First, I promise this will be my last question in regard to the settlement offer I recently received! I would like to pay it, but I want to make sure they won't try to come after me for the rest of the money after I've settled. In their letter, they state:
"Upon receipt and clearance of your payment, this account will be considered satisfied and closed, and a settlement letter will be issued."
Does this language generally mean a CA plans to consider the account paid in full and discontinue further collection? I believe this company is collecting for a previous CA or has purchased the debt since my account number with them is the same as my account number with the previous CA, except the previous CA's initials are now the first letters in my account number with this new CA. I would like to put all this behind me by settling the account, but I also don't want to create a worse situation when my payment resets SOL and this current CA or the previous CA come after me or sue me for the rest.
If I pay the settlement, I will send them a money order via FedEx or USPS CMRR and then hold on to the letter they sent me offering the settlement, the proof of delivery, and the receipt for and possible trace of their cashing the money order. I'm just hoping this will be enough to prove the account is settled.
Thanks, llecs. The settlement needs to be received "before 1/24/2013." I read that "before" to mean they need to receive it by 1/23. I plan to try sending it through the USPS on Tuesday using Express Mail with a Return Receipt. If the USPS can't guarantee overnight delivery, would it be acceptable to send it using FedEx? I'm not sure how FedEx's proof of delivery compares to a Return Receipt from the USPS, but I'm guessing FedEx could provide me with a signature and proof of delivery.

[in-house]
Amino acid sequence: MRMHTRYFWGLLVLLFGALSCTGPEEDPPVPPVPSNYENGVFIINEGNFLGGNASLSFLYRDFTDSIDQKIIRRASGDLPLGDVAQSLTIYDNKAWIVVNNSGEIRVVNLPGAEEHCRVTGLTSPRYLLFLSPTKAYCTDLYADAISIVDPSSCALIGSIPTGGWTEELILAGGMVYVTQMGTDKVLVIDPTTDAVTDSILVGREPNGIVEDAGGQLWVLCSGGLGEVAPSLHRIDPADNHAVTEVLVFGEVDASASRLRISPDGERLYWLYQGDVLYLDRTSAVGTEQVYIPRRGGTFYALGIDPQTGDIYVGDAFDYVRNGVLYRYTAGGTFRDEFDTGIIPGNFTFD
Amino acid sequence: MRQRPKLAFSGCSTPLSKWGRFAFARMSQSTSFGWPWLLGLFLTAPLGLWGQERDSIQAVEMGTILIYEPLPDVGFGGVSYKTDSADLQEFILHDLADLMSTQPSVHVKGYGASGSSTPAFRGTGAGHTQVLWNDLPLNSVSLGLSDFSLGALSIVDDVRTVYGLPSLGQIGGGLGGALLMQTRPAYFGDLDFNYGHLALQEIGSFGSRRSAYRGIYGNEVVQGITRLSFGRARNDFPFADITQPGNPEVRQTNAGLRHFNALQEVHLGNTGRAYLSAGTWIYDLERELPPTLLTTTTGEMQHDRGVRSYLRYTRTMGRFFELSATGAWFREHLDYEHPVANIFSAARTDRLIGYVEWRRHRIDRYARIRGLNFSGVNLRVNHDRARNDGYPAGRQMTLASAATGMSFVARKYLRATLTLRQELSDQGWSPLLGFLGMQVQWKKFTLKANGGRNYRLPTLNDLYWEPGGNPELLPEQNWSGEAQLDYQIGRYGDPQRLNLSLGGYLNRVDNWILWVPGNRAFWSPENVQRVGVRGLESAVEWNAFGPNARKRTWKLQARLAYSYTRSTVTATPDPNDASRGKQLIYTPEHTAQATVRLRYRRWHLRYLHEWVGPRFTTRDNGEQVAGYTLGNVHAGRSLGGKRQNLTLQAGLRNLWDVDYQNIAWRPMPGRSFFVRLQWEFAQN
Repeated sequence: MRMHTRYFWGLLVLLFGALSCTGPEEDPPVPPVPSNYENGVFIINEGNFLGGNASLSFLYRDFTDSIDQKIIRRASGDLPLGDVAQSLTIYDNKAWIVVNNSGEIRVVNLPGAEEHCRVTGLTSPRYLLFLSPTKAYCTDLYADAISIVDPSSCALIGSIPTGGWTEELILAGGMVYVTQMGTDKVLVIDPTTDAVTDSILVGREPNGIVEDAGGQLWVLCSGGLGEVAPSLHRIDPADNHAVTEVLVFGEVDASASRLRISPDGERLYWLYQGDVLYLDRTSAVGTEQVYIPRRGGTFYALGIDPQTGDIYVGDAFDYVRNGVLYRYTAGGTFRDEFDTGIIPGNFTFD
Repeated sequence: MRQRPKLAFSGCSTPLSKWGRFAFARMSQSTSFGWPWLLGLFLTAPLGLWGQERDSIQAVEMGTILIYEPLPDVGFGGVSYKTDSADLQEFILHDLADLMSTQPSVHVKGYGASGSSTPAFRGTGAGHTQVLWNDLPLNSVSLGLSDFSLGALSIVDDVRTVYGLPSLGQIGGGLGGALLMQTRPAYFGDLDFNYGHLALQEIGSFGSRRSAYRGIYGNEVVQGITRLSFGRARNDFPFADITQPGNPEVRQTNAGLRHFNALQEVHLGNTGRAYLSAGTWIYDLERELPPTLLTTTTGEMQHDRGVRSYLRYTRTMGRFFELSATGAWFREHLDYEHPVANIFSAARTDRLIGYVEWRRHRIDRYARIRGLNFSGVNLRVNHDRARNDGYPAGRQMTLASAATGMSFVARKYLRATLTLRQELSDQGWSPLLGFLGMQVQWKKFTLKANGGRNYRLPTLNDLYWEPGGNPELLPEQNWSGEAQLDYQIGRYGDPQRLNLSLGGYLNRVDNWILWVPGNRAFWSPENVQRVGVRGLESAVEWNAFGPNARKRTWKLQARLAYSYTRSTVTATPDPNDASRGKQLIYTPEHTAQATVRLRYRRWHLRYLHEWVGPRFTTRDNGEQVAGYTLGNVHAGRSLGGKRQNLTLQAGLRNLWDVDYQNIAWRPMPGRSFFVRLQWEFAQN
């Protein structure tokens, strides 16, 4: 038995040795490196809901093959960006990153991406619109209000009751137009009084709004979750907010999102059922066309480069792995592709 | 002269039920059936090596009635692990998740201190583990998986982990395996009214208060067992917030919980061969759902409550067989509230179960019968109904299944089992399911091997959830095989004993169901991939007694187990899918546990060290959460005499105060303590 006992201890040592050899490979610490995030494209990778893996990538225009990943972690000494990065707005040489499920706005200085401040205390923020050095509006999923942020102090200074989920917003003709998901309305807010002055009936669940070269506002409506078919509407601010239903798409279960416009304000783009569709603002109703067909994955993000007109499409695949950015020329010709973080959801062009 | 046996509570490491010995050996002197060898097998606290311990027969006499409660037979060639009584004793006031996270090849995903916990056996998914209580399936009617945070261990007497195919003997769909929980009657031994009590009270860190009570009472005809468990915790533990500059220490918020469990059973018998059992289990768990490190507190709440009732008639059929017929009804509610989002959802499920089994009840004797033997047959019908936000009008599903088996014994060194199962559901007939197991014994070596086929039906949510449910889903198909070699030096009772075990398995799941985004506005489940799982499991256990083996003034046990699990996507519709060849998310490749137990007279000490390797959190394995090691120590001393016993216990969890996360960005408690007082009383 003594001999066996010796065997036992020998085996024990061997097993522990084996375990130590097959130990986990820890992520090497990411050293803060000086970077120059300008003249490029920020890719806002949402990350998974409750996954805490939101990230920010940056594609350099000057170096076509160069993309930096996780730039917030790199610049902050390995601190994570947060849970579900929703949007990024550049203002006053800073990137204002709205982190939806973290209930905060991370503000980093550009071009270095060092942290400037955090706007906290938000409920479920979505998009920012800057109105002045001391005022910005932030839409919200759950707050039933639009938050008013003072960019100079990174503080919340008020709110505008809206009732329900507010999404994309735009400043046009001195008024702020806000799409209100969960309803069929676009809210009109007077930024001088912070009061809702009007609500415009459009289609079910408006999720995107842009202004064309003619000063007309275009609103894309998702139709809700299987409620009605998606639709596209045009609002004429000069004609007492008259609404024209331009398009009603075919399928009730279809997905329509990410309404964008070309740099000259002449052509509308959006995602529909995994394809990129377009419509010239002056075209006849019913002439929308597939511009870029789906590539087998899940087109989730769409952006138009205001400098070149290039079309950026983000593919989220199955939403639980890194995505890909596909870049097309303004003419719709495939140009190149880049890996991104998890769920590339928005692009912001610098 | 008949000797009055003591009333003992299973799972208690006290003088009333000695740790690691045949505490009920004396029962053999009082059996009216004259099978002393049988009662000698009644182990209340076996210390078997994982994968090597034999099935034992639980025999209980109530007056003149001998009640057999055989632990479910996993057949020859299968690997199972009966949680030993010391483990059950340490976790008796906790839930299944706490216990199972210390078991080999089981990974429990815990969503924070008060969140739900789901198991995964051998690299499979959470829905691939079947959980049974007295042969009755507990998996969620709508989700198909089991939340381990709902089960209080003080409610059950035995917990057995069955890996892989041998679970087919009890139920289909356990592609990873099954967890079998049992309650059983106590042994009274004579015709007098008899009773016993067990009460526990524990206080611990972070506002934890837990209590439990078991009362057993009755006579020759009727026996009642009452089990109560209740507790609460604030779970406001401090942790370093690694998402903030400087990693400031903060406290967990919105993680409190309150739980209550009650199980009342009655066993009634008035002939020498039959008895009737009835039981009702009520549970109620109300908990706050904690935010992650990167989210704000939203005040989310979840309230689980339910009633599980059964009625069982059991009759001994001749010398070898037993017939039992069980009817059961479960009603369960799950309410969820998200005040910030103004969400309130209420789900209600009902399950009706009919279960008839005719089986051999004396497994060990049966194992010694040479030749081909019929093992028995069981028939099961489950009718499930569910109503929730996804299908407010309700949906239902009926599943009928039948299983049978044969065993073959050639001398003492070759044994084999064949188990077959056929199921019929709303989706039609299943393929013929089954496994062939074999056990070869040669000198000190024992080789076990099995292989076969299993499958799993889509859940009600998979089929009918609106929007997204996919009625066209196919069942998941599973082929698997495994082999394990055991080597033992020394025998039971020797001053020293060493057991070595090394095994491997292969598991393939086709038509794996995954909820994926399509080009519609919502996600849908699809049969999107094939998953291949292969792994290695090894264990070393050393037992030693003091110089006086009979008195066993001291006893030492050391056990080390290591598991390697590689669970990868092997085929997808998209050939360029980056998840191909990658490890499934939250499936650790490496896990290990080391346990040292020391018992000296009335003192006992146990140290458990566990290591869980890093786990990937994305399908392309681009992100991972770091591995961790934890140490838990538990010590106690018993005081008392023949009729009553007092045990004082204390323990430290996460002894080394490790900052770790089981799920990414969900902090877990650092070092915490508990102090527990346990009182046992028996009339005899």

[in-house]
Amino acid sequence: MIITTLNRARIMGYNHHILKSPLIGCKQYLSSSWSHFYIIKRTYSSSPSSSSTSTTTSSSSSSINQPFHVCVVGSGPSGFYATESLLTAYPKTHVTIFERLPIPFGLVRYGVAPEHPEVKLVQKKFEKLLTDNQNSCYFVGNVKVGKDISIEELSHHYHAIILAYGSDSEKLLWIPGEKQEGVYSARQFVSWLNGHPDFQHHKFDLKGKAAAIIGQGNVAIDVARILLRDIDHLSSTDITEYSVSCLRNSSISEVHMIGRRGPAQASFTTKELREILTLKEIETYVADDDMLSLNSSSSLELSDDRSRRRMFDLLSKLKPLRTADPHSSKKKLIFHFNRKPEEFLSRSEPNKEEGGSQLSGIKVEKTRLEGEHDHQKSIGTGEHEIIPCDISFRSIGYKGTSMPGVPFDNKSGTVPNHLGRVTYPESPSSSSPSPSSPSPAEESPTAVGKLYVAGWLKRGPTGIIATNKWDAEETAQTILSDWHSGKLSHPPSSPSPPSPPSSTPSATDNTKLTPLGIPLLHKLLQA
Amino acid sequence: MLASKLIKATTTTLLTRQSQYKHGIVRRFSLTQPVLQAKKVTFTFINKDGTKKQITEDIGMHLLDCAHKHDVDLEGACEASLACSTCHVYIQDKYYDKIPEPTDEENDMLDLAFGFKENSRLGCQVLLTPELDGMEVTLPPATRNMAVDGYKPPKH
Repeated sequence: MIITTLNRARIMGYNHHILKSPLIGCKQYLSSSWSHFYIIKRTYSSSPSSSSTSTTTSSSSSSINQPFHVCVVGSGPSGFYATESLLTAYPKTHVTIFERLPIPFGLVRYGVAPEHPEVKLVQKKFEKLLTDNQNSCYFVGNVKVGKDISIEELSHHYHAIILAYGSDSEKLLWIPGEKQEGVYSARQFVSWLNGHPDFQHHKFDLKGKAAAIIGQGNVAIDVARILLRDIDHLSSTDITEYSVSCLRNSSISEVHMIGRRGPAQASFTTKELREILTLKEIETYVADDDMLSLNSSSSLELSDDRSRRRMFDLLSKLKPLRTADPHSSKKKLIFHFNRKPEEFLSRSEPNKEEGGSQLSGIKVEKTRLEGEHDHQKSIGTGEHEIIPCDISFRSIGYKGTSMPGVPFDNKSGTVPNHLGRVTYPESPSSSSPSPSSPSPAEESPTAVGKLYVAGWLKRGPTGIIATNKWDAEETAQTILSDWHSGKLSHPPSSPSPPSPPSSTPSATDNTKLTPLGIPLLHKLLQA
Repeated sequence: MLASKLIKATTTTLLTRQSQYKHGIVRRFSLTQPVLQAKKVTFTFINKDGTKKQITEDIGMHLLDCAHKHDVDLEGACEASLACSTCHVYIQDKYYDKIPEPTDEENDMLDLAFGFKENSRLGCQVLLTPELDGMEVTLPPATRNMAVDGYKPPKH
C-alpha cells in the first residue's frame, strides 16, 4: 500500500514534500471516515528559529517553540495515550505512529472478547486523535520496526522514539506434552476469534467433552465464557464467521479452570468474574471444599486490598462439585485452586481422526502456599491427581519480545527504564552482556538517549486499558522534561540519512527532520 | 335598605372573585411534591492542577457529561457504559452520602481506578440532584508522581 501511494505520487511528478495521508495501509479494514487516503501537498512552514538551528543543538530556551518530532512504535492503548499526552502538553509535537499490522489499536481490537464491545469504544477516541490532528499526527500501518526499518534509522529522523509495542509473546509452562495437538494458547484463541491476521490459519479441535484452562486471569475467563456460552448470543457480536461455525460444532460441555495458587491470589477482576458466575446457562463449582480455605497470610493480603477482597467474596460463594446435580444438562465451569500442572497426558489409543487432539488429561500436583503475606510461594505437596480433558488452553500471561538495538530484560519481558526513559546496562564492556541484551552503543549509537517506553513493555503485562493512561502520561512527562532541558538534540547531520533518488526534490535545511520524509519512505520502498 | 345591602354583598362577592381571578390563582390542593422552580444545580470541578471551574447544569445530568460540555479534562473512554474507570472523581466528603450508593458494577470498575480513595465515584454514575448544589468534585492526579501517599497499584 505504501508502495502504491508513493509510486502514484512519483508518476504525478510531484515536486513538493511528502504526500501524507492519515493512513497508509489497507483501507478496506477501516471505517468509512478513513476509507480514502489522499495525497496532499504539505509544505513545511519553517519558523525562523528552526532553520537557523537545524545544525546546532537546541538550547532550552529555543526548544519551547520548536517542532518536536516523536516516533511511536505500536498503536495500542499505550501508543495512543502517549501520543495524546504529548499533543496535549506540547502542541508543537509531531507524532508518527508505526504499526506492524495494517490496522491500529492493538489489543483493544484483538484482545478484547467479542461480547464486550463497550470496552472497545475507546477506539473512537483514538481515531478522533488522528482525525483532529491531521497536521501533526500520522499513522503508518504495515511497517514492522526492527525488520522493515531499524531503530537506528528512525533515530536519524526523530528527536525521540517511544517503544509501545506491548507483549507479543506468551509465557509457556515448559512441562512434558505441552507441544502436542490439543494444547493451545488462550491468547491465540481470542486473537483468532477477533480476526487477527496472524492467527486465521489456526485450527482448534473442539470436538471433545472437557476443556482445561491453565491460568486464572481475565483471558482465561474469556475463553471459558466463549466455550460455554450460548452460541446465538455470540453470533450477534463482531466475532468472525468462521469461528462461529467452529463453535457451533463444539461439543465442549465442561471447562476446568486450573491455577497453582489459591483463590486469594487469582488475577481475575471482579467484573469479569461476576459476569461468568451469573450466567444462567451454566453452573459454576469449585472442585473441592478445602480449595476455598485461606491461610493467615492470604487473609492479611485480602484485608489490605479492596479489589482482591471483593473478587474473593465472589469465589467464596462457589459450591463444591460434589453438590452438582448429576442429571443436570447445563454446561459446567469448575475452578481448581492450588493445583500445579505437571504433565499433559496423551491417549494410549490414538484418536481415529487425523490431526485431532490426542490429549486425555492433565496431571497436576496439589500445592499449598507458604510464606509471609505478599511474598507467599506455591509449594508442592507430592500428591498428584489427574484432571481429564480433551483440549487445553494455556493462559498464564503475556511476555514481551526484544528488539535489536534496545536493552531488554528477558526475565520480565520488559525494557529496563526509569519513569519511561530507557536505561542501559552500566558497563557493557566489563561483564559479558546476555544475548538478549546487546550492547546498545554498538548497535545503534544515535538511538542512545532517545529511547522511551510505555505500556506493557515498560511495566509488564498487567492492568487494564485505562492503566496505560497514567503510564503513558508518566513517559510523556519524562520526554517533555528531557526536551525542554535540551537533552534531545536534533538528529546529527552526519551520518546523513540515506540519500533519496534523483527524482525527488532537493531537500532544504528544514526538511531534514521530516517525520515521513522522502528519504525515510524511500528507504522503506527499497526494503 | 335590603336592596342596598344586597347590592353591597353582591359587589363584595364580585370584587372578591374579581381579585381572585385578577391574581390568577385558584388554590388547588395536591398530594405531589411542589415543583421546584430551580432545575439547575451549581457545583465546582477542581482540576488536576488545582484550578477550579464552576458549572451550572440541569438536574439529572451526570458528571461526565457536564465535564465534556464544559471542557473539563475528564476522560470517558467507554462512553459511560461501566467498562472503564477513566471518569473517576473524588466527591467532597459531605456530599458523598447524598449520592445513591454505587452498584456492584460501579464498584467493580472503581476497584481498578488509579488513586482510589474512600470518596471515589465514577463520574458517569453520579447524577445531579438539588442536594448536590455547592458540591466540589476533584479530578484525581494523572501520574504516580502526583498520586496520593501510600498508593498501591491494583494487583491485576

Satisfied means they consider the debt as legally $0, regardless of whether paid in full or for a lesser amount. No more debt, no more collection.
The creditor and debt collector must then both update your file to show a $0 debt balance, and the debt collector must close their collection.
Satisfied does not mean paid in full. If the debt is settled for less than its full amount, they are authorized to additionally report a special comment recording that fact in the consumer's credit file. If reported, it advises others pulling your CR that, in the past, you did not fully pay all debt you incurrred. That is a negative comment in any manual review
I suggest that, as part of your settlement offer, you obtain their statement that they will not report that additional special comment.
Without that comment, your CR will appear the same as if it had been paid in full.
Thanks, Robert. Thankfully, the collection has fallen off my CR, but it's still within SOL in the state where I'll soon be moving, which is also the state where the debt was originally incurred. I'm mostly just concerned about being sued, which is why I want to settle. Your advice letting me know the debt would be considered satisfied once I pay the settlement and that all collections will stop are very helpful.
Do you have any thoughts on whether it's okay to send the settlement via FedEx if the USPS can't guarantee overnight delivery? I want to make sure they receive it before the date indicated on the settlement offer to ensure that it's "closed and satisfied" and not simply considered a payment toward the debt.
It's a negotiation response, so the timeliness is the issue, not the form in which it is communicated to them.
Showing recepit by their stated deadline is certainly prudent.
If you meet all terms of their offer, then SOL will no longer be a concern provided it is clear that your payment satisfies all debt.